The Mind of the Market: Compassionate Apes, Competitive Humans, and Other Tales from Evolutionary Economics
Rating: 7 of 10
It is no secret that I hold a rather low opinion of various books produced by a few well-known atheists. Without exception, they are riddled with factual ignorance, easily demonstrable illogic and fraudulent appeals to science. While Michael Shermer is every bit the atheist that Sam Harris or Richard Dawkins are, his scientific expertise happens to be applicable to his subject matter and his approach is entirely different. And unlike the New Atheists, Shermer makes intelligent use of both science and logic in utilizing various aspects of evolutionary theory to consider homo economicus.
By the way, something that I didn’t manage to work into the column was Shermer’s articulation of “Darwin’s Dictum”, which he developed from a letter Darwin wrote to Henry Fawcett.
“About thirty years ago there was much talk that geologists ought only to observe and not theorize, and I well remember someone saying that at this rate a man might as well go into a gravel-pit and count the pebbles and describe the colours. How odd it is that anyone should not see that all observation must be for or against some view if it is to be of any service!“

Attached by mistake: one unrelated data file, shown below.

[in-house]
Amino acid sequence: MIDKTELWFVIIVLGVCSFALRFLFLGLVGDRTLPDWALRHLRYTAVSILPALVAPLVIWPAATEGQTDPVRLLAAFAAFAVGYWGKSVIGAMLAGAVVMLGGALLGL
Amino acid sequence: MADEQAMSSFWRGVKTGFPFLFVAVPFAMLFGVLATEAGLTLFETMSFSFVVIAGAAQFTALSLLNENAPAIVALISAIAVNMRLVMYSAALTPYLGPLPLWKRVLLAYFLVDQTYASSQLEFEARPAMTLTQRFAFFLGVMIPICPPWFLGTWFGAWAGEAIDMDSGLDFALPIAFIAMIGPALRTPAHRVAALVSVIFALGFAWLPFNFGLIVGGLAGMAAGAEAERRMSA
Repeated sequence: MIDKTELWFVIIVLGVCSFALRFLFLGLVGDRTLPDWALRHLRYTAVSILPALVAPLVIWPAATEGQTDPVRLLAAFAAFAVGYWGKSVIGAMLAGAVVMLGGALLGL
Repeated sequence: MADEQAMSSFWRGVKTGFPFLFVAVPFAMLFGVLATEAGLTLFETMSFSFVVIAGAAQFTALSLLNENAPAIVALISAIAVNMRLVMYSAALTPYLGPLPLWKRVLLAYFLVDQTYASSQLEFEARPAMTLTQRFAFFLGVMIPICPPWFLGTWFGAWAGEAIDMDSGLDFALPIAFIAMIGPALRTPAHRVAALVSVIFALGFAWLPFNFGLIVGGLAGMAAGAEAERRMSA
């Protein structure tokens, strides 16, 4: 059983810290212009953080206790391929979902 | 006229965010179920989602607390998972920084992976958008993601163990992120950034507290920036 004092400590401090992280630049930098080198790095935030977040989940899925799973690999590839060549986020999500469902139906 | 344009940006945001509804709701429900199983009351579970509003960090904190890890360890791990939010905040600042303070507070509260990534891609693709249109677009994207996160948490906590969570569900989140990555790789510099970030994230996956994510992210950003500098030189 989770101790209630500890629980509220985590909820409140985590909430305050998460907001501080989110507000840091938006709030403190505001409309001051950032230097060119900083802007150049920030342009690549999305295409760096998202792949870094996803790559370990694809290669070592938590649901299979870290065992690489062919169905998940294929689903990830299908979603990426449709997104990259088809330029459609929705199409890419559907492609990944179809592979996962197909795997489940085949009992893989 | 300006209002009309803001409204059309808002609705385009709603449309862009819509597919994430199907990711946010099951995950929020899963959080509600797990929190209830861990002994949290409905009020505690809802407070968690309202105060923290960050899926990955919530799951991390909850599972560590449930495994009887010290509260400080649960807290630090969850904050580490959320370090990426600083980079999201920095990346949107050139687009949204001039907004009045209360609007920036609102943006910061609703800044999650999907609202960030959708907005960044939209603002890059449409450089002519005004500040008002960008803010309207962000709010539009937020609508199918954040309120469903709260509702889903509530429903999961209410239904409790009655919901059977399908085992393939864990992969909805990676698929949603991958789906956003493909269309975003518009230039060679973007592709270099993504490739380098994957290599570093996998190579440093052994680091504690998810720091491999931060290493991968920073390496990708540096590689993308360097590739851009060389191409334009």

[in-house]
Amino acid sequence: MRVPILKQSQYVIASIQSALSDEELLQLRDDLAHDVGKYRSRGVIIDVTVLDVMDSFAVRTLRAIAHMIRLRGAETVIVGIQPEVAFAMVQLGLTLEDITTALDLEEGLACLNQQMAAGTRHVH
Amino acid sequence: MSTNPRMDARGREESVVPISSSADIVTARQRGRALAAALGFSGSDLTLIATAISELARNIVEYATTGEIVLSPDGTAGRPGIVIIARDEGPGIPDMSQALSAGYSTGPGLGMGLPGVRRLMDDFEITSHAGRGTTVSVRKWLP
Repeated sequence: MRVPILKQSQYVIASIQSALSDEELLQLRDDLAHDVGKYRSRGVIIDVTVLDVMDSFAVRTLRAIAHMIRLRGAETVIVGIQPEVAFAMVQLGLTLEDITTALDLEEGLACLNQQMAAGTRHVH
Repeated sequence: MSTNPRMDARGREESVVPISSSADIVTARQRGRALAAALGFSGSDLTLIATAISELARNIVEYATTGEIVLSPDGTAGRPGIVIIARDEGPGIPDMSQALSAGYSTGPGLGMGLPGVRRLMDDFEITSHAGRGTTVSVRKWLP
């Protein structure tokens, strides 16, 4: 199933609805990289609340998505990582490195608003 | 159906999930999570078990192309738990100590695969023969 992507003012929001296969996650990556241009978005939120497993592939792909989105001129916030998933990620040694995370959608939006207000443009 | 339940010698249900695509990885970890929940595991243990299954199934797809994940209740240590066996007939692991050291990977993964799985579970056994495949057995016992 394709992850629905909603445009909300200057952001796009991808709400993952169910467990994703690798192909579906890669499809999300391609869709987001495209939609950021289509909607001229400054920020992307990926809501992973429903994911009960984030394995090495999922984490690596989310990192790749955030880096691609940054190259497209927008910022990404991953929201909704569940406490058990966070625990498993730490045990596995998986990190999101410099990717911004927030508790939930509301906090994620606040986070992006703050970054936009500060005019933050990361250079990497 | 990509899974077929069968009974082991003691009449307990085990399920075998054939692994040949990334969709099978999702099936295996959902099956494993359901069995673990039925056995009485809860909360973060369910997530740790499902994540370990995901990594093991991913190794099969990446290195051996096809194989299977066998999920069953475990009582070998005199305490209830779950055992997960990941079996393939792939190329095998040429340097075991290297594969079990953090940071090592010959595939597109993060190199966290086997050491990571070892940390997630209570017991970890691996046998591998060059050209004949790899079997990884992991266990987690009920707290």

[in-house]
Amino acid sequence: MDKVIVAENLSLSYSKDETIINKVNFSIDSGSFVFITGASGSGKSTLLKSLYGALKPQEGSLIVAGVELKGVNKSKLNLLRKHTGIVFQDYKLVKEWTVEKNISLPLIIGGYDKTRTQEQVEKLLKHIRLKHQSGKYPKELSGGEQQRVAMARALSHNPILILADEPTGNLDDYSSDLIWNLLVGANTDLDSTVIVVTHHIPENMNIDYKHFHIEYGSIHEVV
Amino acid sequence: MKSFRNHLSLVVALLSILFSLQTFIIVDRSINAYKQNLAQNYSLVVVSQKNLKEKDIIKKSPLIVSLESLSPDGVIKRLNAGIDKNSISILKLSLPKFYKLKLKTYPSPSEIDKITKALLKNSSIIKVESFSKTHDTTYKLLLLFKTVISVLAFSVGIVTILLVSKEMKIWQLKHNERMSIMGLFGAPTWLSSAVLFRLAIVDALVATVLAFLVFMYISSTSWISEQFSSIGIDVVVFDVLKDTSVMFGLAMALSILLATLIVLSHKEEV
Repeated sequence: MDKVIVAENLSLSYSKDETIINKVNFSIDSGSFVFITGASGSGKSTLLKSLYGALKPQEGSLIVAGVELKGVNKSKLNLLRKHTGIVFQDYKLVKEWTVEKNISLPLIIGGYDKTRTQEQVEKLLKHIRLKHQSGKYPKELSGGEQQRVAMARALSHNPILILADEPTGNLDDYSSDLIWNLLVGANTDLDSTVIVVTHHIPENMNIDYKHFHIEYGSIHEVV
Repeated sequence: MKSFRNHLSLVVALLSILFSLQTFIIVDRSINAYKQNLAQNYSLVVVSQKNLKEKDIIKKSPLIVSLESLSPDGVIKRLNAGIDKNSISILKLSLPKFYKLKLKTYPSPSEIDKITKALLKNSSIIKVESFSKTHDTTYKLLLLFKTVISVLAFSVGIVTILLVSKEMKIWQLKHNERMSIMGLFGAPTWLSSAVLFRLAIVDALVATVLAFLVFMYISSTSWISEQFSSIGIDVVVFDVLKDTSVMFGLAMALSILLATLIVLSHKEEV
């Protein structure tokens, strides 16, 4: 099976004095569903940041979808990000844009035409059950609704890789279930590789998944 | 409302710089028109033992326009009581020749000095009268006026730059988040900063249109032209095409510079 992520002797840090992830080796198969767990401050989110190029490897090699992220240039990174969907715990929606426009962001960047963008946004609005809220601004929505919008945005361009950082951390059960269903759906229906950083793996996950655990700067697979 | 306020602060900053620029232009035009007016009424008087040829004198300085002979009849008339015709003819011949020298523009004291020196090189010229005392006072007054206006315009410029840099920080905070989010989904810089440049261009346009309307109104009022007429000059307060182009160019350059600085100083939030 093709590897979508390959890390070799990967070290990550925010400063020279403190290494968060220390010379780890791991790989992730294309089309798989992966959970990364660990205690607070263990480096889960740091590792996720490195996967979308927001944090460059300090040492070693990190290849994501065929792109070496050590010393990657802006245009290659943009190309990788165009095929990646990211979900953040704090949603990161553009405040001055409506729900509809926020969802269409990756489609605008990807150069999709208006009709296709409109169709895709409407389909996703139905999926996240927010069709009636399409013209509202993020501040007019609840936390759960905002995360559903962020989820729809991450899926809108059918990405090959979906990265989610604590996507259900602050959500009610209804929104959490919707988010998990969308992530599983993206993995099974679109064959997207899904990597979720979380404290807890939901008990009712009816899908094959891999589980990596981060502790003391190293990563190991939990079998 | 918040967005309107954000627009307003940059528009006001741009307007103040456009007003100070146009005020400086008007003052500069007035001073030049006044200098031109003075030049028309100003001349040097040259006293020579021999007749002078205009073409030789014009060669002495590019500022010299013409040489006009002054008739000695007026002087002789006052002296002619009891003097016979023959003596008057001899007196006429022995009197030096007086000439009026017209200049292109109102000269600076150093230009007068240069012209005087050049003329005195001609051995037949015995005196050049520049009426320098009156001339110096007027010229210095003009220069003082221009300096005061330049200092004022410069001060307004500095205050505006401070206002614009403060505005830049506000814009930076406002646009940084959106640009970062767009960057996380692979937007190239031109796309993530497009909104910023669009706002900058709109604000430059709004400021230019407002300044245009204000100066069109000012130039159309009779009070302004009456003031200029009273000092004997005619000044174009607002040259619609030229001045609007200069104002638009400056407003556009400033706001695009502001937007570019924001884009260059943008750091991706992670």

Shermer writes: “This quote was the centerpiece of the first of my monthly columns for Scientific American, in which I elevated it to a principle I call “Darwin’s Dictum,” as identified in the final clause: all observation must be for or against some view if it is to be of any service. Darwin’s Dictum encodes the philosophy of science of this book: if observations are to be of any use they must be tested against some view—a thesis, model, hypothesis, theory, or paradigm. Since the facts never just speak for themselves, they must be interpreted through the colored lenses of ideas—percepts need concepts. Science is an exquisite blend of data and theory—percepts and concepts—that together form the bedrock for the foundation of science, the greatest tool ever devised for understanding how the world works. We can no more separate our theories and concepts from our data and percepts than we can find a truly objective Archimedean point—a god’s eye view—of ourselves and our world.
I found this to be an intriguing perspective, especially in light of the vociferous claims of science’s pure objectivity made so often by those who fetishize it. It tends to raise two questions, of course. In service to what, or to whom? And by what standard are competing interpretations of the same facts to be judged?